Authors are basically storytellers who do their thing on the printed page (or on your favorite electronic device), instead of around the kitchen table or wherever people gather to swap stories. Today, three authors renowned for their storytelling prowess—Kate DiCamillo, Meg Cabot, and Sherman Alexie—gather at the Downtown Stage at 3:15 p.m. for 45 minutes of dishing tales. And with this trio, those stories just might blow the roof off of McCormick Place.
DiCamillo, who was National Ambassador for Young People’s Literature in 2014–2015, can attest to the power of storytelling. It isn’t just a great way to strengthen bonds with other people, she claims, it is also an an effective way to make peace with one’s past. During the presentations she gave to school groups in her role as ambassador, DiCamillo disclosed that her father left the family when she was six years old, not long after they had moved to central Florida from Philadelphia. She recalls that “standing up there and saying those facts out loud” informed her most recent novel, Raymie Nightingale (Apr.). In the book, 10-year-old Raymie Clark convinces herself that if she can only win the Little Miss Central Florida Tire competition, maybe her father, a dentist who ran off with his dental hygienist, will see her photo in the newspaper and come home.
“What do you do when somebody leaves?” DiCamillo asks. “I would love it if [readers] feel hopeful when they finish the book. I would love it if they think: maybe I am stronger than I think I am; maybe I am capable of wondrous things.”
Alexie, too, says that much of his writing springs from his personal experiences. After all, his most famous novel is titled The Absolutely True Diary of a Part-Time Indian. His latest book, Thunder Boy Junior, is a total departure from his early work: it’s a 32-page picture book that he says was like “designing a 32-room house,” it was so difficult to pack so much onto each page. Illustrated by Yuyi Morales, it was just released earlier this week. It’s the story of a little boy named after his father who wants his own name, not one that he has to share. Alexie wrote the book for two reasons: first, because he thinks there aren’t enough representations of Native characters in children’s books. “I want kids all around the world to read this story about a Native American kid searching for his self-identity,” he says. Second, because he was named for his father and, at times, “struggled” with that. The book has a “feeling” that is “very autobiographical,” he adds, but unlike Thunder Boy Junior, Alexie has never “climbed a mountain or touched a wild orca on the nose.”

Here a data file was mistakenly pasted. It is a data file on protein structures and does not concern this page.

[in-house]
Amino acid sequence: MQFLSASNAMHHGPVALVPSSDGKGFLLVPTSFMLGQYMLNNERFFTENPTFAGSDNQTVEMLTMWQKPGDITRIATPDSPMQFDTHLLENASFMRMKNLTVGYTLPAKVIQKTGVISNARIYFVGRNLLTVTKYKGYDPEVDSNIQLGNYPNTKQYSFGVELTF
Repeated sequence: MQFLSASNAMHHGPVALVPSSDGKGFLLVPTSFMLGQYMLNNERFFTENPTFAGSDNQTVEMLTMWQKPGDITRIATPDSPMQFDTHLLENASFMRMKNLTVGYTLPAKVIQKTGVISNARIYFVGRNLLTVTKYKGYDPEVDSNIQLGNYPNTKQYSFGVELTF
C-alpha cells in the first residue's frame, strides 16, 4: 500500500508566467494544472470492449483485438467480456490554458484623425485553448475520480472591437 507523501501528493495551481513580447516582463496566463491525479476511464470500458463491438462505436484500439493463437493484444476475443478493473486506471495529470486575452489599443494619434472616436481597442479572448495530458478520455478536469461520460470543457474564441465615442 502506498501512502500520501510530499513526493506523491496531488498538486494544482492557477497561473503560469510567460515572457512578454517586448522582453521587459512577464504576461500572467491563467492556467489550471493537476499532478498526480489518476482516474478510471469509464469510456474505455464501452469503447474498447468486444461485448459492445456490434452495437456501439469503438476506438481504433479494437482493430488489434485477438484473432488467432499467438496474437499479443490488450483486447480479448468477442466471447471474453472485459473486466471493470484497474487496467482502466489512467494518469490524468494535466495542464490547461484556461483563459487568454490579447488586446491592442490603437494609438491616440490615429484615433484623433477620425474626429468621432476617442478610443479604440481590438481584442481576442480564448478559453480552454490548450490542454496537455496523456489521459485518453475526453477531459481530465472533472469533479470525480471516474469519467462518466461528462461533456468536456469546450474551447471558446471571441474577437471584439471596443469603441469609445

Meg Cabot isn’t royalty, but her best-known books, the Princess Diaries series, include autobiographical elements as well. The series, which ended in 2015 with Volume 11, Royal Wedding, was inspired by her mother dating and then marrying her teacher after her father’s death, “just as Mia’s mom does in the book,” Cabot says. She launched her series for middle-grade readers, From the Notebooks of a Middle School Princess, the newest of which is Royal Wedding Disaster, because some of her fans lobbied her to write about the kingdom of Genovia for their younger siblings, but to leave out all that kissing—probably so that young readers could read the books without wanting to barf. Cabot decided to introduce Olivia, Princess Mia’s long-lost half sister, who is, by the way, biracial, in homage to Cabot’s own sibling, who is biracial. Cabot adds that she can’t guarantee there won’t be any smooching in any of the Notebooks of a Middle School Princess, but if that happens, “Olivia will be the first one to freak out.”
In addition to those autobiographical elements in Olivia’s story, Cabot added a personal touch to the new series: she is illustrating the books herself. She was an art major in college and has always wanted to write books that she could also illustrate, “and use the skills I spent so many years studying.” Plus, she adds, “the benefits of doodling for all ages are well documented.”
This article appeared in the May 14, 2016 edition of PW BEA Show Daily.